Monday, July 23, 2012

Local volunteers support West Virginia relief efforts

Red Cross workers and members of the affected communities in West Virginia take a quick break from delivering meals for a photo. More photos
 In 2011, when long-time American Red Cross volunteer Bobby Thompson stopped by an auto repair shop in Elizabethtown to get his car fixed, Laurie Jaggers noticed the Red Cross lanyard Bobby was wearing and struck up a conversation about volunteering.

“I had always wanted to volunteer, but with three boys in sports, it was hard,” Laurie said. While they were growing up, she had her sons volunteer during their spare time. Now, with her sons out on their own, she finally has time to practice what she preached.

Most of Laurie’s volunteering is done with the Hardin County Disaster Action Team (DAT) in Kentucky, helping families and individuals affected by home fires. Laurie has deployed twice on disasters—her most recent deployment being to West Virginia where extensive power outages in the middle of a heat wave called for the Red Cross and other humanitarian organizations to deliver food and help keep residents cool until power was restored.

On July 3, Laurie departed for West Virginia with Emergency Response Vehicle (ERV) partner Kenny Settles. Twice a day Laurie and Kenny visited the North Carolina Southern Baptist Men’s Kitchen set up in Fairly, West Virginia. After loading up, they delivered meals to four communities:  Clintonville, Smoot, Rainelle and Quinwood.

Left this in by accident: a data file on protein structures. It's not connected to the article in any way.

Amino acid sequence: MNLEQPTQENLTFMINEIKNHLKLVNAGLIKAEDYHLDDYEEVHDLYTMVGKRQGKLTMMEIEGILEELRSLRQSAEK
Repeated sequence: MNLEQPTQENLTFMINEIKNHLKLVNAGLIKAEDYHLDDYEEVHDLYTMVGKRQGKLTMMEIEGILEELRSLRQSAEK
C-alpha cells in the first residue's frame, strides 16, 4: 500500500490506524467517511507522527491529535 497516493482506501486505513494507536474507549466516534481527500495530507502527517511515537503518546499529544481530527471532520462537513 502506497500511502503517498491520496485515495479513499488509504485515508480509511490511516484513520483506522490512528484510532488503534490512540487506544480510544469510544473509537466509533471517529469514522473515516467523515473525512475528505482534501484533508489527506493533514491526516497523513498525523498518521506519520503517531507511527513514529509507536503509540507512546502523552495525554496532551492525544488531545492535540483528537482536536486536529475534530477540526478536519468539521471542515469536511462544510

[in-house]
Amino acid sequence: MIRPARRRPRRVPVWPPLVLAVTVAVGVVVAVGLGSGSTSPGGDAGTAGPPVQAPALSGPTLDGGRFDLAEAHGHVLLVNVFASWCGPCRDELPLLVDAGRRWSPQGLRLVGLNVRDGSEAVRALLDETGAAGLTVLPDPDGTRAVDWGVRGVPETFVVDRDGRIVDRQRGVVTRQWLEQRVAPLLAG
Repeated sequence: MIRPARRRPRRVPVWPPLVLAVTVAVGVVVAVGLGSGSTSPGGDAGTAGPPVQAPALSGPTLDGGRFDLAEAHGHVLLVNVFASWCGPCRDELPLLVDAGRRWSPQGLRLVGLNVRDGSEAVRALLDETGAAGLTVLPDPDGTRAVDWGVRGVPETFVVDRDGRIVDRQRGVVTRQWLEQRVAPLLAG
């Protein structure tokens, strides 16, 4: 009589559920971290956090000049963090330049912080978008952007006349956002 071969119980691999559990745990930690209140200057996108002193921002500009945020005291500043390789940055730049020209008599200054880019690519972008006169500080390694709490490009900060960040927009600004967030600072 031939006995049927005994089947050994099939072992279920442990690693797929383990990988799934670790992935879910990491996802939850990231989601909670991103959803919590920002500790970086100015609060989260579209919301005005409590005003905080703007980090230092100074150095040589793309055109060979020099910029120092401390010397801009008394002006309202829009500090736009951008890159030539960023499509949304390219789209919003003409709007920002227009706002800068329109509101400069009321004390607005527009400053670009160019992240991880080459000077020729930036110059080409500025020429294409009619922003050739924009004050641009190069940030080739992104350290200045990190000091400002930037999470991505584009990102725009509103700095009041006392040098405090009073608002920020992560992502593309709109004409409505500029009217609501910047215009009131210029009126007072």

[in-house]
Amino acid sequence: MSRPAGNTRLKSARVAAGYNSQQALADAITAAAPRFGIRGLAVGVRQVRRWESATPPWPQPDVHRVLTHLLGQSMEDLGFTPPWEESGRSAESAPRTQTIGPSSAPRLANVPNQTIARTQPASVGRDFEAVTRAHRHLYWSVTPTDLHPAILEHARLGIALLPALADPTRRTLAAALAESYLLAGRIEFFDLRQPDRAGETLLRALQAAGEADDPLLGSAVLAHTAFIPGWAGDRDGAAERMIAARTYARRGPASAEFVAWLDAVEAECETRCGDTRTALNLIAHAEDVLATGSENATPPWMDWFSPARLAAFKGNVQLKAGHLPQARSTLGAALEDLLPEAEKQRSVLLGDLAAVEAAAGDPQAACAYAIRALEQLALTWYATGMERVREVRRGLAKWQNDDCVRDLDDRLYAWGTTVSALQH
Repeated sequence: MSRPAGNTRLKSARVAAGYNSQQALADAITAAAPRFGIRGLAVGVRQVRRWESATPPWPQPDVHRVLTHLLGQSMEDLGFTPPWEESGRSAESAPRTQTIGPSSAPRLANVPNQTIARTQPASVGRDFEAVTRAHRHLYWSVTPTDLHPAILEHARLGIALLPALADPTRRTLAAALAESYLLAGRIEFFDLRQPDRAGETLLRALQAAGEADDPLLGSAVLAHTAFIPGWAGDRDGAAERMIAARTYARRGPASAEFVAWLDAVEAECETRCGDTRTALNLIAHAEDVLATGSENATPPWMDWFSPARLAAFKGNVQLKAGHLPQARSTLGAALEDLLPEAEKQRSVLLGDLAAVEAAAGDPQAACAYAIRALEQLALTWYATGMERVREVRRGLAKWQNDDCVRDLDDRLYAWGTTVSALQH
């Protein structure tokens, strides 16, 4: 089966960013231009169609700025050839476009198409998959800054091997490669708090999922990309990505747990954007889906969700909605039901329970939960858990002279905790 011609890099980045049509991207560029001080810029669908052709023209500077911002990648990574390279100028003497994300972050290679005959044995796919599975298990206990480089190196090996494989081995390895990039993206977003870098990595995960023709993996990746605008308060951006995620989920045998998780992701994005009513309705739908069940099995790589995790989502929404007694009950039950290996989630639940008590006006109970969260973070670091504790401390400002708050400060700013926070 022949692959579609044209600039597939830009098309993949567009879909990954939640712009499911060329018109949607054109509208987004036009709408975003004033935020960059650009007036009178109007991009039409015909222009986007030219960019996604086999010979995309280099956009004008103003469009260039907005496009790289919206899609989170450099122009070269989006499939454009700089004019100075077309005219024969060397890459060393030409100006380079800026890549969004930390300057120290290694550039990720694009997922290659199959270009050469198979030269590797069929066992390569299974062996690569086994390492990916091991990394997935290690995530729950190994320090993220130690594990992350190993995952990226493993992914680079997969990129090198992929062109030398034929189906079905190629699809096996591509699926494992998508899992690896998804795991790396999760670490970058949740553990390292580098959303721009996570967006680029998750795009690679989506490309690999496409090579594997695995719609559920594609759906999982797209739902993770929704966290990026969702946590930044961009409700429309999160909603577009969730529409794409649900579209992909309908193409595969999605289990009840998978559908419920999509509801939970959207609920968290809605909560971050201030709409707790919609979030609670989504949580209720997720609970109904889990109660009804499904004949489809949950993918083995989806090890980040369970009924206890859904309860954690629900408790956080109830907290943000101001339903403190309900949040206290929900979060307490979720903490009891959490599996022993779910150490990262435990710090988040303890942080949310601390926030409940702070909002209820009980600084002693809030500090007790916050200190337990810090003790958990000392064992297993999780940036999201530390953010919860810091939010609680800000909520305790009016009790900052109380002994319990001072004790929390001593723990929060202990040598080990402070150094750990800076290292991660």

In Quinwood the duo was known as the Kenny & Laurie Show and developed a strong bond with the residents they served and local volunteers that showed up to lend a hand. Local volunteers donated their own time and equipment to support neighbors. Some drove their personal four-wheelers into affected areas making sure everyone knew where to get food and helped deliver meals to those who were confined to their home.

“Volunteers at the fire department knew the community well enough to know who needed what,” Laurie said. “It was really refreshing to see that feeling of community and people taking care of each other.”

Even in 100 degree weather, Laurie said the community and disaster response workers maintained a positive attitude all sharing one common goal—to get the job done. The relationships built and the opportunity to give to those in need are two key factors in her desire to keep volunteering with the Red Cross. That and the motivation provided by Bobby Thompson and his wife Sharon who runs the Red Cross office in Elizabethtown.

“It’s such a rewarding experience,” she said. “You almost get addicted to it.”

“You never know until you get involved what part you can play in other people’s lives and what role they will play in yours.”

For more information on how you can become a Red Cross volunteer, visit or call (502) 561-3601.